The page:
- malaria in African slums could be reduced by making the chemical toxin DDT available to spray inside houses "in small quantities", but campaigns by Greens in the 1980s to have DDT stopped from being heavily used in agriculture had led to outright bans of DDT in many countries. This in turn left people living in squalid shanty towns vulnerable to mosquito bites and malarial infection - all because of the greens. At least, that was what the scientist Dr Florence Wambugu, who had previously worked for agri-chemical giant Monsanto, was given free rein to argue. (The programme skated over the fact that Greenpeace dropped its opposition to small scale use of DDT nearly a decade ago).
|The real solution to malaria - DDT powder or slum clearance?|
- genetically modified food: the successful green campaign in the European Union to ban the sale of genetically modified (GM) foods was contrasted with how widely used it is in the USA - 70% of foodstuffs in many regular restaurants in the USA are GM and declared "delcious" by a contributor. Meantime, African farmers were shown harvesting low nutrition sorghum, grown as it is resistant to drought. Much better if they could grow GM crops designed to provide better nutrition in such bad climatic conditions.
Yet, given the contrast between the health of the average American and that of the average EU citizen, perhaps the jury is out on this for now. And as for the farmers, would a better solution not be found in reforming the trade system that denudes Third World countries of its food? GM could have untold consequences for other crops.
- nuclear power: Mark Lynas, who has written powerful articles on global warming, including the book "Six Degrees", visited Chernobyl, wistfully reflecting on the dreadful legacy of the 1986 disaster. It was an old reactor, he concluded. The new ones would be much safer, he was sure. The nuclear industry had cleaned up its act since 1986 - the implication being that Chernobyl and Three Miles Island could never happen again.
More than that, because the greens had spearheaded a reaction to these disasters which led to the cancellation of planned nuclear reactors, governments instead commissioned more coal powered electricity, leading to millions of tonnes of CO2 being released into the atmosphere. A former Greenpeace activist, Patrick Moore, was put up to denounce the "anti-science" of the green movement. But there again, he is now a paid lobbyist for the nuclear power and logging industries, so could he be trusted to say anything else?
Another view, summarily dismissed in the programme, would be that given the hugely uneconomic cost of nuclear reactors, governments have shied away from building the things. The argument presupposes a choice limited to coal or nuclear, ignoring the clean alternatives - such as solar, wind and waver power- which greens argue for in place of both these different but dirty and dangerous forms of energy production. It is bizarre to hold the green movement responsible for the decisions of others.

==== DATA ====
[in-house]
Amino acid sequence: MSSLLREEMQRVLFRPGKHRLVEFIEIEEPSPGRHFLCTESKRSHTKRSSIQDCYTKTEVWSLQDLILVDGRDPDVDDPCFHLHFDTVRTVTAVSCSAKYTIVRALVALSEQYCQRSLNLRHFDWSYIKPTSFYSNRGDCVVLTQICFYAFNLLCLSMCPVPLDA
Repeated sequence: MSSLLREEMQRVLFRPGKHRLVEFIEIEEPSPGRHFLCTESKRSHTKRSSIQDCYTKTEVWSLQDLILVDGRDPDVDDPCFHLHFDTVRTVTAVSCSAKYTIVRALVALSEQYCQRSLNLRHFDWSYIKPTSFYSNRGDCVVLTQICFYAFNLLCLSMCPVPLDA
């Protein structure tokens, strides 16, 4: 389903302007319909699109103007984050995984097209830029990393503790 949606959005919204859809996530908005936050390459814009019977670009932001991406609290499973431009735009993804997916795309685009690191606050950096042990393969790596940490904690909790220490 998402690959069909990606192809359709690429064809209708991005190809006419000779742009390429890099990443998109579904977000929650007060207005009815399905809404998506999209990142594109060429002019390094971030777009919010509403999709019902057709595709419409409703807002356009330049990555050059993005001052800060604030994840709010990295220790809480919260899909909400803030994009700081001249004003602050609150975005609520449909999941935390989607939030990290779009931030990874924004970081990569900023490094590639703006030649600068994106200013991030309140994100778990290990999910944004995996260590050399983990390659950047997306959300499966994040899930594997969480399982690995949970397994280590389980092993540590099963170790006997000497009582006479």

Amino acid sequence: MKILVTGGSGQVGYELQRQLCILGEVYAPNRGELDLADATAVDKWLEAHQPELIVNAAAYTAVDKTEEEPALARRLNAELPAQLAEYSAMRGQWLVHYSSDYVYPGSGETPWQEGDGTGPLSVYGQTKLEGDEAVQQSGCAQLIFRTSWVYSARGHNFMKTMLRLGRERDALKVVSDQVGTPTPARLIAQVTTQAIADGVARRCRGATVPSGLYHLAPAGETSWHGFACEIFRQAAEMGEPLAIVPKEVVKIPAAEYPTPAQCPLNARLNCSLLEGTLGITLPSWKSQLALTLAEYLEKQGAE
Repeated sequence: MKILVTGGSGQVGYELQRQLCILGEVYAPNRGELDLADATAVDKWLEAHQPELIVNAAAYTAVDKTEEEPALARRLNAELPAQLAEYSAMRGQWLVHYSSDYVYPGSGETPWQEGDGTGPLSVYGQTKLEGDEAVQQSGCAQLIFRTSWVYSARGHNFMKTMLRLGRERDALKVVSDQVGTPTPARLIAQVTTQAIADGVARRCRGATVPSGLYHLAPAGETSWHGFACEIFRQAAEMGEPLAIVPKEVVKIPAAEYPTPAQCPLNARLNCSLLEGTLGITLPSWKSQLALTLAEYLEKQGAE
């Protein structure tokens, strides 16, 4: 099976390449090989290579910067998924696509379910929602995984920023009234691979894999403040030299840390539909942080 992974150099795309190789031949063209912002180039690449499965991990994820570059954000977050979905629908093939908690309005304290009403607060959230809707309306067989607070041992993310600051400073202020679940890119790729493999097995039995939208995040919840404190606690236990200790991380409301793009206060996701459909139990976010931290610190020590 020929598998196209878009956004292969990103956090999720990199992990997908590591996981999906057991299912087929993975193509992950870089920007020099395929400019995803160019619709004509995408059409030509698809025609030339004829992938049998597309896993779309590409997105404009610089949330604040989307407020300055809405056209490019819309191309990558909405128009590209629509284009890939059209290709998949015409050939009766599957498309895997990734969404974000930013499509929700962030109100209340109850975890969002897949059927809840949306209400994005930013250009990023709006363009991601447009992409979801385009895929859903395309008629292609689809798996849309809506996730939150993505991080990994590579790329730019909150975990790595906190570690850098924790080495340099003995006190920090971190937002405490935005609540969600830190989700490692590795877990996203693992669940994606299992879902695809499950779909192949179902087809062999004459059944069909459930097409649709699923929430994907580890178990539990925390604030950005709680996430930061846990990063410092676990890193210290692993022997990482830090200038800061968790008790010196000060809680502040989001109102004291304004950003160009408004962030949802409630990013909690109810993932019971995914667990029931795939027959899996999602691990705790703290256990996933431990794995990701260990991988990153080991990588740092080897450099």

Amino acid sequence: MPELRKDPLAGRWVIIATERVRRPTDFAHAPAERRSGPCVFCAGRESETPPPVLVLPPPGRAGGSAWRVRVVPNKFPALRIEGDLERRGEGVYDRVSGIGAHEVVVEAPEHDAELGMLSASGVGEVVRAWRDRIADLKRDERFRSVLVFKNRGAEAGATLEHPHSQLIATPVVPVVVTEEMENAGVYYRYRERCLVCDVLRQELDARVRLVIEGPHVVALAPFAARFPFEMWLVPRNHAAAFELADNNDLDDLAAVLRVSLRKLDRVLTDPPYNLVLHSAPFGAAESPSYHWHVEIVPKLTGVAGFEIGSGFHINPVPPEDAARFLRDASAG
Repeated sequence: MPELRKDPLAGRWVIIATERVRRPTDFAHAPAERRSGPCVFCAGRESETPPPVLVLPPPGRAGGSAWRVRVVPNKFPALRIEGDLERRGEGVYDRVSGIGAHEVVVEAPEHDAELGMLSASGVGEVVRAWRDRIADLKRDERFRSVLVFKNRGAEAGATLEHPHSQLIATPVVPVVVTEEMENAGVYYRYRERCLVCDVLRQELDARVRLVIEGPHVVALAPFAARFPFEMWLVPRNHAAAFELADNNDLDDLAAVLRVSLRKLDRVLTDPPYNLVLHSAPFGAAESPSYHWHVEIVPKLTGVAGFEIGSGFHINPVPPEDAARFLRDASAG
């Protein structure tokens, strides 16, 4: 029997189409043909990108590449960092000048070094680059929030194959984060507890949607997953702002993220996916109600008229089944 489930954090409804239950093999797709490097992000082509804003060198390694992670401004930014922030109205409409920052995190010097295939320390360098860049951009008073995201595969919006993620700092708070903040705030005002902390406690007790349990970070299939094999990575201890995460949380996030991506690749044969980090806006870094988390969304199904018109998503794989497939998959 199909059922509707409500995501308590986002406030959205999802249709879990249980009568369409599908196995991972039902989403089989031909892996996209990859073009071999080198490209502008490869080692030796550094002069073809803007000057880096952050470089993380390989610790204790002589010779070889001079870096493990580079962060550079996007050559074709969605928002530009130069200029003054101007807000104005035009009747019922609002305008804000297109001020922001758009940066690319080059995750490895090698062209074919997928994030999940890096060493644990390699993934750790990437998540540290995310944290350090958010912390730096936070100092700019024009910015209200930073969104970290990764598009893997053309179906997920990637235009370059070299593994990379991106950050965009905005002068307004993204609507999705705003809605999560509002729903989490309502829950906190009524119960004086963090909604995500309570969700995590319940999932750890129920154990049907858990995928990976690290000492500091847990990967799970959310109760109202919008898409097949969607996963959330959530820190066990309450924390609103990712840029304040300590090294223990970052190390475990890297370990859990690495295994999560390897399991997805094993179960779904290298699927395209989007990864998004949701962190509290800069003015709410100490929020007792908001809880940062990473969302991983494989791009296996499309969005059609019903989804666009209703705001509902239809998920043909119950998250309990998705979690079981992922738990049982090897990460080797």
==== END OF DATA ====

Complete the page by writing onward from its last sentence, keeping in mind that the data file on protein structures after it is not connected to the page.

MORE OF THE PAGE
Channel 4 devoted 2 hours to this misleading polemic. Like previous efforts in this field, it was full of holes, half-truths and dissimulation. Greenpeace set out the very real corporate lobby interests of those contributing to the programme in the guise of "new environmentalists", allegedly able to see the science and weigh up realistically what is needed for the future. Others in the green movement were portrayed as wild-eyed evangelists, proselytising for a mythical past and hostile to anything modern. "The greens can dish it out, but they can’t take it," Lynas smirks, evidently revelling in his self-assigned moniker of "turncoat".
Lynas may or may not still have as alarming views of our likely future as he has expressed often enough, but if he thinks his efforts this evening in any way will assist the long battle to stop global warming, he is sadly deluded. Even if a complaint to OfCom, the broadcast regulator, of being badly misled by the producers from one of the contirbutors is upheld, at least some damage will have been done.
Channel 4 has a remit to be controversial and, of course, any and all sides of any debate have a right to be aired. But there needs to be a distinction between what is presented as documentary fact and what is simply the personal opinion of individuals - in the latter case, where is the balance? Will the green movement now be given two hours to put a counter-case? Or will this supposedly objective film be left standing for unquestioned use as propaganda by those who wish to carry on as usual?
Everyone involved in this enterprise should be searching their consciences. Self-publicity and audience ratings can come at a high cost to others - and to the planet.
|Channel 4 - what is it up to?|